(Received 25 March 1974; accepted 12 July 1974)
Published Online: January
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The neutron activation technique for firearm residue detection  is well known but not extensively applied. Additional work utilizing an optimized firearm residue detection technique by neutron activation analysis (NAA)  it made it clear that postirradiation radiochemical separations are the cause of several limitations which discourage a more general use of neutron activation analysis. The inherent time limitation due to 87-min half-life of 139Ba necessitates fast manipulations of radioactive solutions, which in turn requires an experienced radiochemist. In addition, there is an ever-present danger of overexposure and contamination. Besides, typically only a dozen samples can be irradiated per batch, which makes the method quite expensive. The developed statistical treatment bivariate-normal analysis  is inconvenient for routine applications. With this in mind, a method was developed which: (1) eliminates postirradiation radiochemistry and thus maximizes time for analysis, (2) accommodates over 100 samples per irradiation capsule (rabbit); (3) does not require a collection of occupational hand blanks, and (4) utilizes a simplified statistical concept based on natural antimony (Sb) and barium (Ba) levels on hands for the interpretation of data .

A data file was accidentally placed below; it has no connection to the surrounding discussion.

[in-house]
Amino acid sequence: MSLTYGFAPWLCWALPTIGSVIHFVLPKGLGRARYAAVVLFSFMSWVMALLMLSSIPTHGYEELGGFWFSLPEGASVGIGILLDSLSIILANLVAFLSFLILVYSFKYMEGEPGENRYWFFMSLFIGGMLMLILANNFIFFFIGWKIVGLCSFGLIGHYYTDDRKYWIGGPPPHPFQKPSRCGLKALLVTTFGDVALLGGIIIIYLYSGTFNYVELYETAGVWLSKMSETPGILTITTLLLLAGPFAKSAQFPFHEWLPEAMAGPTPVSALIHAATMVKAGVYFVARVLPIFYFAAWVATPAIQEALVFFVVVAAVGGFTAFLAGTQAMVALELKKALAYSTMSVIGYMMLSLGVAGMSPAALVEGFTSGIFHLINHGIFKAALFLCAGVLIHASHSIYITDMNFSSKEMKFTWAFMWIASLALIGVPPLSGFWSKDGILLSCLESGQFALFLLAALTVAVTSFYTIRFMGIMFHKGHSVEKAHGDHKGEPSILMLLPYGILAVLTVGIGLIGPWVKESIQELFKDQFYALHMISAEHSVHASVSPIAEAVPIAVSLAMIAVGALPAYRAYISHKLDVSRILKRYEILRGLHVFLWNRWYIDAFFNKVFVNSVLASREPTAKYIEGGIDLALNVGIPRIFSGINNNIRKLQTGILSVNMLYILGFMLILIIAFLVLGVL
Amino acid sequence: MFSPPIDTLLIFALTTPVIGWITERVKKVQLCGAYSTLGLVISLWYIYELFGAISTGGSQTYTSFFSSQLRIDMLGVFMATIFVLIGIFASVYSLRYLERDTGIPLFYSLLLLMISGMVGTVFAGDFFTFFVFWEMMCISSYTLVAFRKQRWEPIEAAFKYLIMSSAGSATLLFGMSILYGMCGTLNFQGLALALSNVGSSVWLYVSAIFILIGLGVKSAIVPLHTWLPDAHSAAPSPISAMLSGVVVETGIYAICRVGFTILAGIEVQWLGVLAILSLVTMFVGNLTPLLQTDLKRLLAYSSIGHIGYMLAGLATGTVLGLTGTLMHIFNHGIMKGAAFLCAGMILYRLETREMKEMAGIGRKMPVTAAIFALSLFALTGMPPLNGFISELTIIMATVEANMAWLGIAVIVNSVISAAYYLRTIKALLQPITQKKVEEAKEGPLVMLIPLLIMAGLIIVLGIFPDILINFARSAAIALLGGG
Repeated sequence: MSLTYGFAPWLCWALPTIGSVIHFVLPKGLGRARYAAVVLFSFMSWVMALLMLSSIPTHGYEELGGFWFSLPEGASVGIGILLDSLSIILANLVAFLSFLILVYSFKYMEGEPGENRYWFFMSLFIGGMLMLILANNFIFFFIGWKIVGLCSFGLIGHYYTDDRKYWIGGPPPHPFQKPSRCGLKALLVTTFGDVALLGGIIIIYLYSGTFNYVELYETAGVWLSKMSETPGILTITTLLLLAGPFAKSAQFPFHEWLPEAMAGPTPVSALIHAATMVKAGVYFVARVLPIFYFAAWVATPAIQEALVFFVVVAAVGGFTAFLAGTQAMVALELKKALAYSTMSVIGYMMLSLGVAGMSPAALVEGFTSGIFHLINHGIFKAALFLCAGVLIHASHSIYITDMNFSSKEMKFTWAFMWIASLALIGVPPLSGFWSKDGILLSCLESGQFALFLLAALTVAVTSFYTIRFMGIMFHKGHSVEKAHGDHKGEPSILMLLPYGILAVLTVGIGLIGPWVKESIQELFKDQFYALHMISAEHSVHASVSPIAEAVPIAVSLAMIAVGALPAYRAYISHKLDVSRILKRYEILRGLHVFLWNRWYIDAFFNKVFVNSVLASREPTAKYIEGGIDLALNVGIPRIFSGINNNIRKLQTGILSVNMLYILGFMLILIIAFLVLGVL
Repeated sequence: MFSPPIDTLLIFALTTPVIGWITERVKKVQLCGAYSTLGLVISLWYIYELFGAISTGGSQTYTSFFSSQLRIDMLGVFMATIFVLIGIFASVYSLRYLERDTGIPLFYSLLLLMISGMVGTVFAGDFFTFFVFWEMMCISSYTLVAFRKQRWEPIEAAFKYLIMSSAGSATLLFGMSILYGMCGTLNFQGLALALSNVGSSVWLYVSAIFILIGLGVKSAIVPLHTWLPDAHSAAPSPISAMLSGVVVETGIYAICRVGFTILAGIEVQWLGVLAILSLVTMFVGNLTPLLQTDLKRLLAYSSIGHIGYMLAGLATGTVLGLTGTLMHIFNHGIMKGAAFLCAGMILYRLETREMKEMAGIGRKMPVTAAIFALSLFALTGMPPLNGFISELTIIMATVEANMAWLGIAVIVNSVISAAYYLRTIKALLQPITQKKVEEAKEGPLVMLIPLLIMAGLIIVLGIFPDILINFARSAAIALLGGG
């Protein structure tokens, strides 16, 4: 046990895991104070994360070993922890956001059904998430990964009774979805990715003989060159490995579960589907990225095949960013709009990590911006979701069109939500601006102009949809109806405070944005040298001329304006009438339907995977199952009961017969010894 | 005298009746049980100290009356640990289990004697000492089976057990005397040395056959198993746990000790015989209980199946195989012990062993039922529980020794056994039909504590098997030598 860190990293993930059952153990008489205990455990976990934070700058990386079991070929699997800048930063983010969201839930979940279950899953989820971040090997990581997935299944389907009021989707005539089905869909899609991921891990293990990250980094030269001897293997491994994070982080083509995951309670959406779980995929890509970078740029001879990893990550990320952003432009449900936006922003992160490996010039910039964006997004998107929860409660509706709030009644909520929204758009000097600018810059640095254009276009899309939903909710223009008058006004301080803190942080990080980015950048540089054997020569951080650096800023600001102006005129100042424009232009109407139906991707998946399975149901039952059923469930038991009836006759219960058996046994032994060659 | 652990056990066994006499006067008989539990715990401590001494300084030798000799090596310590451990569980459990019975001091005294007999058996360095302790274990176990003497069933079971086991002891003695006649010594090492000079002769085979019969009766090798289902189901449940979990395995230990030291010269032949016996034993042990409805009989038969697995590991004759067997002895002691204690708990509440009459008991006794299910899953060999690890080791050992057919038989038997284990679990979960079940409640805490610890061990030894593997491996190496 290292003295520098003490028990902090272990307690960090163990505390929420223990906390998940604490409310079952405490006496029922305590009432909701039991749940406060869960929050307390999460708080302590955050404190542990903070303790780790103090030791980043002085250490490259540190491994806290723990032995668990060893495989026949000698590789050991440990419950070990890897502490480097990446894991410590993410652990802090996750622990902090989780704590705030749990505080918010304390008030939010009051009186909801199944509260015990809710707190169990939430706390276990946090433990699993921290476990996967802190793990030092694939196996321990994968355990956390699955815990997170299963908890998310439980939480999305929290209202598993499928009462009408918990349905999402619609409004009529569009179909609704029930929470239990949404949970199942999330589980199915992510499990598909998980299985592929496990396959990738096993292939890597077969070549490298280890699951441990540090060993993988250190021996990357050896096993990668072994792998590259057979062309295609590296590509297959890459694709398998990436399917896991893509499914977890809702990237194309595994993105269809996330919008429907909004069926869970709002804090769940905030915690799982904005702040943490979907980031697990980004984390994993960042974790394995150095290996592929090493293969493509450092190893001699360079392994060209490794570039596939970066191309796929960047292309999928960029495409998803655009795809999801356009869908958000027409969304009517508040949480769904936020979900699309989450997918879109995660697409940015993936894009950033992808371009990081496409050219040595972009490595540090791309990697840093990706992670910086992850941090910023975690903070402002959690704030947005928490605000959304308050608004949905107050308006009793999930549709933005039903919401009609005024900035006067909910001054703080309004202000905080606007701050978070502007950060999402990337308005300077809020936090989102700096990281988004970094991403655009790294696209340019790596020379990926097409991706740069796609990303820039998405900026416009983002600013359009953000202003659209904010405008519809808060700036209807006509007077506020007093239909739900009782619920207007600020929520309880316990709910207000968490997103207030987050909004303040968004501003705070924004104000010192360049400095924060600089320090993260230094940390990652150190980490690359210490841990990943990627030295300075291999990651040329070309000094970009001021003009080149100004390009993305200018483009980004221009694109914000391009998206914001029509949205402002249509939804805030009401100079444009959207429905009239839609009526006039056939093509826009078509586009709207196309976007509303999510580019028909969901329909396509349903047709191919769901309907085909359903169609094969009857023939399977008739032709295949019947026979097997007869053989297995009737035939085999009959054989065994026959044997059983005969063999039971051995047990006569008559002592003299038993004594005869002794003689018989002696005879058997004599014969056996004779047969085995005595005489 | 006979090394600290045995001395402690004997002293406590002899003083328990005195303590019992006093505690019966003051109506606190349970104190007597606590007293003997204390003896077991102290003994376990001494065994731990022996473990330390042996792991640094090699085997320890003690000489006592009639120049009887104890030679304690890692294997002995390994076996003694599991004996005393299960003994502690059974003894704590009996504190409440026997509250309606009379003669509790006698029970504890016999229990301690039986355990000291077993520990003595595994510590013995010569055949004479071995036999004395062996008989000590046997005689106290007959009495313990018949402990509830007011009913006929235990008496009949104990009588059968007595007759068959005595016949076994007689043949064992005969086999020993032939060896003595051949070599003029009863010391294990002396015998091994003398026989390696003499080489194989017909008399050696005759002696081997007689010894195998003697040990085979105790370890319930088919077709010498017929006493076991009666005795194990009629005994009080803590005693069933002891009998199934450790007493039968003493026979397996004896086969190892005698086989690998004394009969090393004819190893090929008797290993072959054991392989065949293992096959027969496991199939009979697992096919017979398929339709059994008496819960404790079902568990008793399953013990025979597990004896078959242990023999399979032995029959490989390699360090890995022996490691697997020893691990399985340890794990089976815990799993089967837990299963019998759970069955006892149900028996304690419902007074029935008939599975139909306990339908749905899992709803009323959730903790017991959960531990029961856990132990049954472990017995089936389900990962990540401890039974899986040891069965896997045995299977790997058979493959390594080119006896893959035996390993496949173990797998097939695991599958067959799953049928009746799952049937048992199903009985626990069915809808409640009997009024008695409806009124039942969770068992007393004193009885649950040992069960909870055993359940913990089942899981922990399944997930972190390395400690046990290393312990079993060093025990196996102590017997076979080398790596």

Research criminalist, Illinois Bureau of Identification, Joliet, Ill.
Associate chemist, Argonne National Laboratory, Argonne, Ill.
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